Google revises privacy policy, responds to critics with the 'real story'

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Eliciting such overly-sensational headlines as "Google’s Broken Promise: The End of Don’t Be Evil", a preview of Google's new privacy policy has generated quite a stir across the web. Facing criticism from both the public and Congress (PDF), Google is now responding to those claims on its public policy blog.

The most raucous portion of the debate centers around changes which allow Google to share what it knows about you to other Google services. Google's blog summarizes the controversial bit nicely:

The main change is for users with Google Accounts. Our new Privacy Policy makes clear that, if you’re signed in, we may combine information you’ve provided from one service with information from other services. In short, we’ll treat you as a single user across all our products, which will mean a simpler, more intuitive Google experience.

As a minority of professional journalists and bloggers point out though, the wording may have changed, but little else has. Although people are now up in arms, Google has always been able to combine and share your personal data among its own services. Here's an excerpt from an ancient, tattered, crinkly privacy policy dating all the way back to 2005:

We may combine the information you submit under your account with information from other Google services or third parties in order to provide you with a better experience and to improve the quality of our services.

Google spins the new changes as a way to simplify privacy. Instead of 60+ different policies spanning their entire bevy of services, Google's privacy policy will now be a single document applicable to everything in the Googleverse.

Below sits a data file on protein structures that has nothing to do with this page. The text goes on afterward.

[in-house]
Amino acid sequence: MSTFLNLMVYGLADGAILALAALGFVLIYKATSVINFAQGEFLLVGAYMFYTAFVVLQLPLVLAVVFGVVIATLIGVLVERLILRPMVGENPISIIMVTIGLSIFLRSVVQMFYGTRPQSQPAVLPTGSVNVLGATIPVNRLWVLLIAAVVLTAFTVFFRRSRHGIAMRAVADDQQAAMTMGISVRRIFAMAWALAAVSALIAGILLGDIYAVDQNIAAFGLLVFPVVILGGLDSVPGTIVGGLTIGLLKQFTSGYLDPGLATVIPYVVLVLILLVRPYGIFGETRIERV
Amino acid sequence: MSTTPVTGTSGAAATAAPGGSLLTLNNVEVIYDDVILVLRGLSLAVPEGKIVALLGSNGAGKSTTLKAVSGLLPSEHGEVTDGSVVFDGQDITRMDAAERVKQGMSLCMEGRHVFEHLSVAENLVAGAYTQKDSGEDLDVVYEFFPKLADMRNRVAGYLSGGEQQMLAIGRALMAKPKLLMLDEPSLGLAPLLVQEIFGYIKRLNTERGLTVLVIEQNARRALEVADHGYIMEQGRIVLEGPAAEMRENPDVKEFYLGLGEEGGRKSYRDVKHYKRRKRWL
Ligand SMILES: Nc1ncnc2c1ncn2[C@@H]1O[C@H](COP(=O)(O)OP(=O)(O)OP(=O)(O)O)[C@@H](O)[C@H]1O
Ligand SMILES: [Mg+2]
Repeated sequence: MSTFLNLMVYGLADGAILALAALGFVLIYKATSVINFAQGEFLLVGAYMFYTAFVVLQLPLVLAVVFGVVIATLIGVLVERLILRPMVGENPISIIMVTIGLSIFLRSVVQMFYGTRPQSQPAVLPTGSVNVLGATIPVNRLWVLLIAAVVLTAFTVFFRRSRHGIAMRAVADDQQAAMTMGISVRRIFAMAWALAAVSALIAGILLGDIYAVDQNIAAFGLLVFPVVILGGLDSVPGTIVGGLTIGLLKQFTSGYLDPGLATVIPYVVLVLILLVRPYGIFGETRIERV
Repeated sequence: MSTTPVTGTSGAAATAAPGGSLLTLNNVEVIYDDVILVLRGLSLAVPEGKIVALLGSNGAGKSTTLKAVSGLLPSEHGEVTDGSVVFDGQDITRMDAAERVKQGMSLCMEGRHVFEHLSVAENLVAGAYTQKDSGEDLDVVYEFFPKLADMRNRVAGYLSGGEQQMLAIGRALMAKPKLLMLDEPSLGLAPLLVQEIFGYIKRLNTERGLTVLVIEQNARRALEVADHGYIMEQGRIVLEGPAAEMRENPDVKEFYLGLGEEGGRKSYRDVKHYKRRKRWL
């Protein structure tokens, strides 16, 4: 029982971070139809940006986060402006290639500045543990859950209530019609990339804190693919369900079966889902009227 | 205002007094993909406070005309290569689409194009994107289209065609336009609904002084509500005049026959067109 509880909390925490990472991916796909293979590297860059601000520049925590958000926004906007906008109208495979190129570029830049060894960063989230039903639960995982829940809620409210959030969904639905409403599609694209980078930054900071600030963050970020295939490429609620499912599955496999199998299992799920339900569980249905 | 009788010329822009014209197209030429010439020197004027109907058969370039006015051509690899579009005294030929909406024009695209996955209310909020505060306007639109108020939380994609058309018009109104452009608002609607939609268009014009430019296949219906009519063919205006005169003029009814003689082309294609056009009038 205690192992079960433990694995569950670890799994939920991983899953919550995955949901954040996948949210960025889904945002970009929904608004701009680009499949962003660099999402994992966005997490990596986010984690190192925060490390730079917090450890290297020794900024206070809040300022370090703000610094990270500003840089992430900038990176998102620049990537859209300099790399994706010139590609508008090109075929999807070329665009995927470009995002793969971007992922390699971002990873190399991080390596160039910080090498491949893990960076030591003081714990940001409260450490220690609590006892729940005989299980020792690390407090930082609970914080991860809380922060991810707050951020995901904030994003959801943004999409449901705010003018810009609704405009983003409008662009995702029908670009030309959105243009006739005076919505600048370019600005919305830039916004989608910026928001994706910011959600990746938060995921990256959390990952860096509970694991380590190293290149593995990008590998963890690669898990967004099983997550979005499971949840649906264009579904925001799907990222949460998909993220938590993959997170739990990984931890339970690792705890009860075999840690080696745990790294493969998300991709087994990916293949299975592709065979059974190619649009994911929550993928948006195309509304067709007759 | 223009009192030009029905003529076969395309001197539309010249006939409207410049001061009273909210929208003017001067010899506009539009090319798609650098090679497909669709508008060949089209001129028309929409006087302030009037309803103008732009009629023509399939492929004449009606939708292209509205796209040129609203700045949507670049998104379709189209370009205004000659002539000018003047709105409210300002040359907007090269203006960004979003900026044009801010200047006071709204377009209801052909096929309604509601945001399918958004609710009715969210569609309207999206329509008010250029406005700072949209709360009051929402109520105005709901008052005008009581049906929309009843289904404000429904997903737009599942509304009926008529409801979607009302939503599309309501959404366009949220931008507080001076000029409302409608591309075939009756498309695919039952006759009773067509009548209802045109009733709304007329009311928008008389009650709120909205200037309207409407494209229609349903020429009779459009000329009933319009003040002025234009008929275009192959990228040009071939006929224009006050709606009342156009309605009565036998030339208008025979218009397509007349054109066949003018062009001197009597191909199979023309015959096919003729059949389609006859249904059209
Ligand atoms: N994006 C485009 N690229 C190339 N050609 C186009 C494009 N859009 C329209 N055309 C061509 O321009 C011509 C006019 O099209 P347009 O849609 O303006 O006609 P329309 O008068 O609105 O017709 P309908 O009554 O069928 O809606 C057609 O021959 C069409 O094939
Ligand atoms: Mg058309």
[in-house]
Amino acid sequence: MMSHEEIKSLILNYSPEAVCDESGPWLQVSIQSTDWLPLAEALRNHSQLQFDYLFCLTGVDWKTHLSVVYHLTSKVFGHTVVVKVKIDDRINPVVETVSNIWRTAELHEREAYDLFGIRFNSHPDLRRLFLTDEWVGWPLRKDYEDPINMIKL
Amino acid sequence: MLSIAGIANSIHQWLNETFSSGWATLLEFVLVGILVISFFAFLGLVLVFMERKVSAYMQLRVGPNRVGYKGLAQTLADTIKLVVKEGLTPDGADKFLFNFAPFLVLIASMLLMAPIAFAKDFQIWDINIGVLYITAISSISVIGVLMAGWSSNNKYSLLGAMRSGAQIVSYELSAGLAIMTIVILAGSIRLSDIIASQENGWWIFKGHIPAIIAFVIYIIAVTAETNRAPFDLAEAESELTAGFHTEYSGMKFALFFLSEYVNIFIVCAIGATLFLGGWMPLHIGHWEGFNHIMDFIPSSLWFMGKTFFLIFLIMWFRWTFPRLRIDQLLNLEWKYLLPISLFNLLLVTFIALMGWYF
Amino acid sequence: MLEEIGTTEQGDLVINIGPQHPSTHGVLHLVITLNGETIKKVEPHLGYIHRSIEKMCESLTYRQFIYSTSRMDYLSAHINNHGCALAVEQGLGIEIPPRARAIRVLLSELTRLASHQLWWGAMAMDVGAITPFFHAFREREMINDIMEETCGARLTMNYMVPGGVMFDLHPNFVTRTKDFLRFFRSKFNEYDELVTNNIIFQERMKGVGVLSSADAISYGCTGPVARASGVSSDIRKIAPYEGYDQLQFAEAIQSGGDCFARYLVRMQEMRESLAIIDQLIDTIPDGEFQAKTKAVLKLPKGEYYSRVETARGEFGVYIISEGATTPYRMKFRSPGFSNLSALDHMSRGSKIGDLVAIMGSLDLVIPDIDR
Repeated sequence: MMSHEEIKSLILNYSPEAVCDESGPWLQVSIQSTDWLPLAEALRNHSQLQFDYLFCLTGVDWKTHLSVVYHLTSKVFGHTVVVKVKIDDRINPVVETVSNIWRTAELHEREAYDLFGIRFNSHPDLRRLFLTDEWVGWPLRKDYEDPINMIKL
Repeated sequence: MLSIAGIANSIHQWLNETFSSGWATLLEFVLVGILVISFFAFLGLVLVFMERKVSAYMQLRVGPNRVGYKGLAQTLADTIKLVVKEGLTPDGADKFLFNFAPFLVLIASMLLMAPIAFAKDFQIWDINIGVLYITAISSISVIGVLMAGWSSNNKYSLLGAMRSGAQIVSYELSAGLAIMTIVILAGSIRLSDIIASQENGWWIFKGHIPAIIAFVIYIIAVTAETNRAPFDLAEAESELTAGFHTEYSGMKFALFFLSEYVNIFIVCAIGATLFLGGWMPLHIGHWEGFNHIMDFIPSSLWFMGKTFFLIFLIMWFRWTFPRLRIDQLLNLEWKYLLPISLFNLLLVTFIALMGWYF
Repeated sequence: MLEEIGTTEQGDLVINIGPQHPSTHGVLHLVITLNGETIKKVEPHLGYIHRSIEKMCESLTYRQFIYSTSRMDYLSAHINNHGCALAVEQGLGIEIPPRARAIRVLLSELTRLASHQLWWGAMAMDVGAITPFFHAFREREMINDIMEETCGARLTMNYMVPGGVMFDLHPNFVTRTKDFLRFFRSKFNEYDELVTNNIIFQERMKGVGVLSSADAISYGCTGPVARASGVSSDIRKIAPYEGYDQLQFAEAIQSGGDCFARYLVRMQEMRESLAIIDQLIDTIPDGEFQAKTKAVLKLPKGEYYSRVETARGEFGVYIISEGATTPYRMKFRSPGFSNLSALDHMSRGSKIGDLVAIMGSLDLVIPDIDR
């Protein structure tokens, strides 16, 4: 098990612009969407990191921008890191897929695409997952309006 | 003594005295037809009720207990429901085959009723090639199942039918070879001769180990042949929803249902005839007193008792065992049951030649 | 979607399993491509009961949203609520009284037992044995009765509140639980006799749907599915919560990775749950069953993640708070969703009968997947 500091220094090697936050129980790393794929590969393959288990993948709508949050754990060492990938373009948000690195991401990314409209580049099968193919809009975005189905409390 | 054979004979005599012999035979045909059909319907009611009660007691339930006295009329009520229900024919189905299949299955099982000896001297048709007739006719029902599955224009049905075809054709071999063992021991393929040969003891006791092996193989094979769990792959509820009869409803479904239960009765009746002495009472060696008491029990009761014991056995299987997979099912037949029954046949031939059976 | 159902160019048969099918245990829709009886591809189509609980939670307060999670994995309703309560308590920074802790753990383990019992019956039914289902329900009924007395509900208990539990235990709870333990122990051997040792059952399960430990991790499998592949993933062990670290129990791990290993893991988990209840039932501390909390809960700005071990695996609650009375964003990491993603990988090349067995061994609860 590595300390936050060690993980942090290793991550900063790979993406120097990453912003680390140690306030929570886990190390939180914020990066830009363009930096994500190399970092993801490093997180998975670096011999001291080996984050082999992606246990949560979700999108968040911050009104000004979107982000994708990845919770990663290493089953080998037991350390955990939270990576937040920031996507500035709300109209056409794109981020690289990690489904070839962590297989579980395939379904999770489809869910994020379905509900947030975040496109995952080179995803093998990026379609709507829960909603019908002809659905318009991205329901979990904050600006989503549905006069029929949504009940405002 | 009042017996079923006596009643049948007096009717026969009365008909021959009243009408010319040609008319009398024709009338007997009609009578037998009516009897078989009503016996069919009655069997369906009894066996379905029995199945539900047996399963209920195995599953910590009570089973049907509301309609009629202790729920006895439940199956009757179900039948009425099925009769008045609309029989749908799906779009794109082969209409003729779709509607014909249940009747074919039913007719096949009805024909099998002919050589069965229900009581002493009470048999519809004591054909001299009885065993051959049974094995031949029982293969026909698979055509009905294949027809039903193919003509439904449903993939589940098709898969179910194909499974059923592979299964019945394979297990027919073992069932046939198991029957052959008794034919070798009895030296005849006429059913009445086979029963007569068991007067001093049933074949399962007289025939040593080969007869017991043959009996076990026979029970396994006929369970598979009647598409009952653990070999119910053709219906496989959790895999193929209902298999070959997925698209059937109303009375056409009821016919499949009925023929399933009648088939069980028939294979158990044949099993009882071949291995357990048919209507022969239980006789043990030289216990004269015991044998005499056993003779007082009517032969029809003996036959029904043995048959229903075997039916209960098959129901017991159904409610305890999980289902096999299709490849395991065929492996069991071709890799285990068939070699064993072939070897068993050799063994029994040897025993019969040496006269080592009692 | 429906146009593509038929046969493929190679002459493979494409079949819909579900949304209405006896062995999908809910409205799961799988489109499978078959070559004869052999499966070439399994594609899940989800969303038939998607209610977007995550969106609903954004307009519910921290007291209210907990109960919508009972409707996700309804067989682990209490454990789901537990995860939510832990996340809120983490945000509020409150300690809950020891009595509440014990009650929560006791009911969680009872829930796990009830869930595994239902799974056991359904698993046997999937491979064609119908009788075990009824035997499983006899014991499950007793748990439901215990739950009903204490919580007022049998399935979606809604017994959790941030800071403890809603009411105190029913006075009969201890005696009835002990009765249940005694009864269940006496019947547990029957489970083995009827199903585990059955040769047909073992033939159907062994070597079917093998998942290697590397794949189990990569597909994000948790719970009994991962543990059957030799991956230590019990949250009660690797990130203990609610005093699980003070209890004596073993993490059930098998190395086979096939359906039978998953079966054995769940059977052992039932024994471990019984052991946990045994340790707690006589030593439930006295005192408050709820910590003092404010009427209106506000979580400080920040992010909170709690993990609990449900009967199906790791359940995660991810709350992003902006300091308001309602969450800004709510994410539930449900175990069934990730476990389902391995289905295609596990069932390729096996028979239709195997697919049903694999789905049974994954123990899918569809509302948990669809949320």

The company has also made the policy easier to understand, avoiding the blobs legalese typically found in such documents.

Defending the changes in its blog, Google points out that nowhere does the new policy empower them to collect more information about you or change the way they use it. Here's what the company has to say:

  • You still have choice and control. You don’t need to log in to use many of our services, including Search, Maps and YouTube. If you are logged in, you can still edit or turn off your Search history, switch Gmail chat to “off the record,” control the way Google tailors ads to your interests, use Incognito mode on Chrome, or use any of the other privacy tools we offer.
  • We’re not collecting more data about you. Our new policy simply makes it clear that we use data to refine and improve your experience on Google — whichever products or services you use. This is something we have already been doing for a long time.
  • We’re making things simpler and we’re trying to be upfront about it. Period.
  • You can use as much or as little of Google as you want. For example, you can have a Google Account and choose to use Gmail, but not use Google+. Or you could keep your data separate with different accounts -- for example, one for YouTube and another for Gmail.

Unfortunately, privacy ultimately ends up being the real cost for free services and products. However, for anyone concerned about their privacy on Google, make sure to check out the Google Dashboard for a quick overview of what the company knows about you. The search company even provides a plethora of privacy tools which give users greater control over their online presence. 

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